Beneath a Roman Obelisk, Mussolini Left a Letter to the Future

1,200-word eulogy describes Mussolini as rescuing Italy with his 'superhuman insight'
By Elizabeth Armstrong Moore,  Newser Staff
Posted Sep 1, 2016 5:08 PM CDT
Beneath a Roman Obelisk, Mussolini Left a Letter to the Future
FILE - In this May 12, 1943 file photo, Italian dictator Benito Mussolini has finished saying goodbye to German Chancellor Adolf Hitler, unseen, as the train leaves a station in Germany after three days of talks. A FIFA-hosted conference on World Cup history has been told that football's biggest prize...   (AP Photo, File)

Like most leaders with any sort of an ego, Benito Mussolini wanted to be remembered. But the Italian fascist wasn't leaving his legacy up to chance, according to researchers who say they've found a Latin text hidden under the Mussolini Obelisk in Rome that eulogizes his feats during the rise of fascism. Two classical scholars discovered the 1,200-word transcript buried at the base of a 600,000-pound monument when it was erected in 1932, reports the BBC. "The text wasn't meant for contemporaries at the time," says one researcher. "The obelisk was a major spectacle but the existence of the text wasn't reported at all. It was meant for an audience in the remote future." Using obscure sources in Roman libraries and archives, they pieced together and translated what they believe to be an accurate version of the text.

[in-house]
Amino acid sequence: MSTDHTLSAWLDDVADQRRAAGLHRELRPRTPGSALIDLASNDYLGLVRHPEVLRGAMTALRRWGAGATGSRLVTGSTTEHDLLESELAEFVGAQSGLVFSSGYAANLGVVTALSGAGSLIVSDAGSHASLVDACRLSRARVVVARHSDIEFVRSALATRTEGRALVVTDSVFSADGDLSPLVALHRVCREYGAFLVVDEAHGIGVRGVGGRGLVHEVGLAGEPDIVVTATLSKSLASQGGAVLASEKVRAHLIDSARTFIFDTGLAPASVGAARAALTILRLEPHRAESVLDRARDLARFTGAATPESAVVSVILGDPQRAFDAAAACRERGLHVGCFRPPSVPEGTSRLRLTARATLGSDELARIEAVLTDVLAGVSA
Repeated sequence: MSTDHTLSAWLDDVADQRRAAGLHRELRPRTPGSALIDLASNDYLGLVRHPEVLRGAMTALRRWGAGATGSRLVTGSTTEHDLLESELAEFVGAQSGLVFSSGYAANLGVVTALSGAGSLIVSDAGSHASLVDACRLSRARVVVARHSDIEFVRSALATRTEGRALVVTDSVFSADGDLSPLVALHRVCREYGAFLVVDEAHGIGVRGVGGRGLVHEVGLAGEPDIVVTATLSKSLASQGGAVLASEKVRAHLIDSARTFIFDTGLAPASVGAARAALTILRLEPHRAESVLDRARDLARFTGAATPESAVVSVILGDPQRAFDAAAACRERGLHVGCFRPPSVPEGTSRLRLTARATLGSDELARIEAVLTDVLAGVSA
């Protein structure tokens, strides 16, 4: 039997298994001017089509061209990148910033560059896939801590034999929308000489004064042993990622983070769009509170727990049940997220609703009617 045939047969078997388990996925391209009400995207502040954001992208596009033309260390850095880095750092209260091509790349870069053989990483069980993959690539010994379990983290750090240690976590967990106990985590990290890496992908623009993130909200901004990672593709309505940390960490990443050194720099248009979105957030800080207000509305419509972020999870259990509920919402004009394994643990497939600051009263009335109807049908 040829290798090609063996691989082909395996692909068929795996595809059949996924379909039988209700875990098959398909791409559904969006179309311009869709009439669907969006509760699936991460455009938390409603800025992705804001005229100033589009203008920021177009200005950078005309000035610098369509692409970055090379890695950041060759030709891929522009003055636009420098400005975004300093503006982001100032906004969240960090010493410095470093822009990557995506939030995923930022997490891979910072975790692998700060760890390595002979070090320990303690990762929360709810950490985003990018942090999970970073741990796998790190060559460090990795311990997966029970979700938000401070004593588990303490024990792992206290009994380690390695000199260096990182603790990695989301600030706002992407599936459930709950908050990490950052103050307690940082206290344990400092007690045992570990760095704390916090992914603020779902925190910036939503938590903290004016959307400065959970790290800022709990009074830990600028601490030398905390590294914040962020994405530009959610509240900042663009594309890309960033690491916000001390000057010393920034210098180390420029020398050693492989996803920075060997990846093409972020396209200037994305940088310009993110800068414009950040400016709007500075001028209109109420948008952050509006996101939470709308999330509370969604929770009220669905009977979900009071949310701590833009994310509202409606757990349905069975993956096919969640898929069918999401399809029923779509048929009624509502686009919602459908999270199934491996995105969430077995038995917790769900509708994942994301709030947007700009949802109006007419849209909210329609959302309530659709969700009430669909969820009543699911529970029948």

In three parts, the document retraces the history and "achievements" of fascism and Mussolini. "The text presents Mussolini as a kind of new Roman emperor, but also, by using biblical language, as the savior of the Italian people," one researcher says, and credits the dictator with "regenerating the country through his superhuman insight and resoluteness." Researchers think the fascists stumbled upon the idea of such a tribute as they were excavating remnants of the Roman Empire and "thought about creating their own authorized account of their deeds for future generations." There are also gold coins depicting the leader, reports the Atlantic, and while medals were commonly placed under obelisks, researchers call the discovery of a long text "unparalleled." (Some of his secret bunkers are now open on Halloween.)

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